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Iceland Iceland was named by Floki Vilgerdarson, who spent a winter in Baroastrond and gave the island the name after regularly viewing ice drifts in the nearby fjords. Prior to this, the island held many names, including "Snowland" and "Gardarsholmi," which was named after Gardar Svavarsson.



Iceland has one of the world's shortest histories and it seems likely that people didn't arrive to the island until the 800 or 900s. However, these first settlers brought with them a culture and lifestyle that still exists in many forms today. However, with a changing world landscape, the culture has also rapidly changed in modern times as foods, clothing, and other items are imported into this small island nation daily as there is now a reliance on foreign goods for survival.

The first settlers on Iceland were ethnic Norwegian explorers, who arrived during the Viking Age. These people brought with them a sense of adventure, an ability to survive harsh conditions, and an almost capitalistic attitude of economic gain and wealth. However, the people also brought with them political organization, advanced technology, and more.

For much of Iceland's early history their culture and lifestyle progressed with Norwegian changes as the people continued to speak a language similar to Norwegian, they ate foods that were similar, technologies were similar, and communication was primarily done with other Norwegians. However, their lifestyle was also quite different and unique. Despite its northerly location, Iceland is a geothermal hot spot, allowing plants to grow and giving the island a longer growing season than one would expect, making survival a bit easier, but also altering the lifestyle from the Norwegians and others.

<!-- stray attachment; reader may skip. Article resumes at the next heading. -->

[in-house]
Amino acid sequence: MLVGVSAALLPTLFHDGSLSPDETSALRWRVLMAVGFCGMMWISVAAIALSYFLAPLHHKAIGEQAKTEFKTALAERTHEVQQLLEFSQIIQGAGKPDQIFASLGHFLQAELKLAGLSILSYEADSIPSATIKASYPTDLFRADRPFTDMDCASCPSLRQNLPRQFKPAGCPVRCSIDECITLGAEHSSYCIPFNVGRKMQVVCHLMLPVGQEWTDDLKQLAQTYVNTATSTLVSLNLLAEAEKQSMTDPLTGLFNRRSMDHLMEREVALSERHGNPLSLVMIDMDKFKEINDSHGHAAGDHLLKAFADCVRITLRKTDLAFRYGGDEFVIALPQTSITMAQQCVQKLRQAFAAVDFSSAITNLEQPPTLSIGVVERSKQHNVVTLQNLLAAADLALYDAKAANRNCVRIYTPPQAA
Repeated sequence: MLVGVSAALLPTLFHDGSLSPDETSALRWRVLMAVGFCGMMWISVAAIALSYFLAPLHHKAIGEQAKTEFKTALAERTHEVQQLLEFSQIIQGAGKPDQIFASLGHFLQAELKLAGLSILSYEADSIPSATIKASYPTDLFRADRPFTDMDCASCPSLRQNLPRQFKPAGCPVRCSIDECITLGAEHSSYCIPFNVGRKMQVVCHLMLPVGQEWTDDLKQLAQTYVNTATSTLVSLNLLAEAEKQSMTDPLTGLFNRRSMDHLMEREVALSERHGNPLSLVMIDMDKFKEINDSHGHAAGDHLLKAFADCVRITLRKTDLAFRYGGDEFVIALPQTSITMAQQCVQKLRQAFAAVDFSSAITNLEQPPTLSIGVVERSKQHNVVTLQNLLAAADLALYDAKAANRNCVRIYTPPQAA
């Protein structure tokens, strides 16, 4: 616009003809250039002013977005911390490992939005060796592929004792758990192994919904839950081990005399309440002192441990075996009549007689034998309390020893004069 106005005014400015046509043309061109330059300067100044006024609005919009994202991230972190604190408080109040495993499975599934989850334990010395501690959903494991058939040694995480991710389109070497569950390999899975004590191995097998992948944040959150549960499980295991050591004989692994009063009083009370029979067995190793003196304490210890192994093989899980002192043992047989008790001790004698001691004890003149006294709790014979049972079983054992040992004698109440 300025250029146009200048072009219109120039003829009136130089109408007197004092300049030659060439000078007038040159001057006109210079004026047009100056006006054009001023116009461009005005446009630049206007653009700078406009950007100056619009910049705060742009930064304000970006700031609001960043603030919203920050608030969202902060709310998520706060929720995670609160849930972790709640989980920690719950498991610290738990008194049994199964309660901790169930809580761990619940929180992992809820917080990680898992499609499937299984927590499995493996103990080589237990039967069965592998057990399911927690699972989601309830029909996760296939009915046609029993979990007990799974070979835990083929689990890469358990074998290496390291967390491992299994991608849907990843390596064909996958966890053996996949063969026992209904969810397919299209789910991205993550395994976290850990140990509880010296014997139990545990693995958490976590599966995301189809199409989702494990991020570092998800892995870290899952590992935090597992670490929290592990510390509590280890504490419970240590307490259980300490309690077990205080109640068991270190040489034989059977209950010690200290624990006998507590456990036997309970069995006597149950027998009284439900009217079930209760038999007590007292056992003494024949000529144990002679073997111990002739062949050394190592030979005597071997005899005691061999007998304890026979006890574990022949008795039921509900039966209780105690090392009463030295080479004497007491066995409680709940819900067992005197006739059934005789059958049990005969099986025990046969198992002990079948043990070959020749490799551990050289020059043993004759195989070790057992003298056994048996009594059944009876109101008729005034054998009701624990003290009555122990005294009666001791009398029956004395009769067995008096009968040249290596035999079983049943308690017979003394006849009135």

These changes and the isolation of Iceland helped the Icelandic culture develop on its own path as the language diverged, foods changed, and other aspects of the culture grew steadily more diverse. Contact with Norway, and later Denmark continued though and most of the outside influences to Iceland came from these countries, including the introduction of Christianity and later Lutheranism. This contact and foreign rule also led to a stronger Icelandic identity and culture beginning in about the 1800s.

Today Iceland remains closely tied to Norway, Denmark, and the rest of Europe, but in terms of culture and lifestyle, the Icelanders are growing more unique. Their long periods of isolation, their lifestyle on an island, and the recent introduction of foreign products has continuously altered the culture and people on Iceland as they at times seem isolated, but at others seem to be on the verge of progress and growth as they boast a unique architecture and nearly everyone is well educated as the people look inward for values and identity, but outward for technological inspiration and advancements.

Information for Iceland was last updated: March, 2014 ● View our: Sources & Special Thanks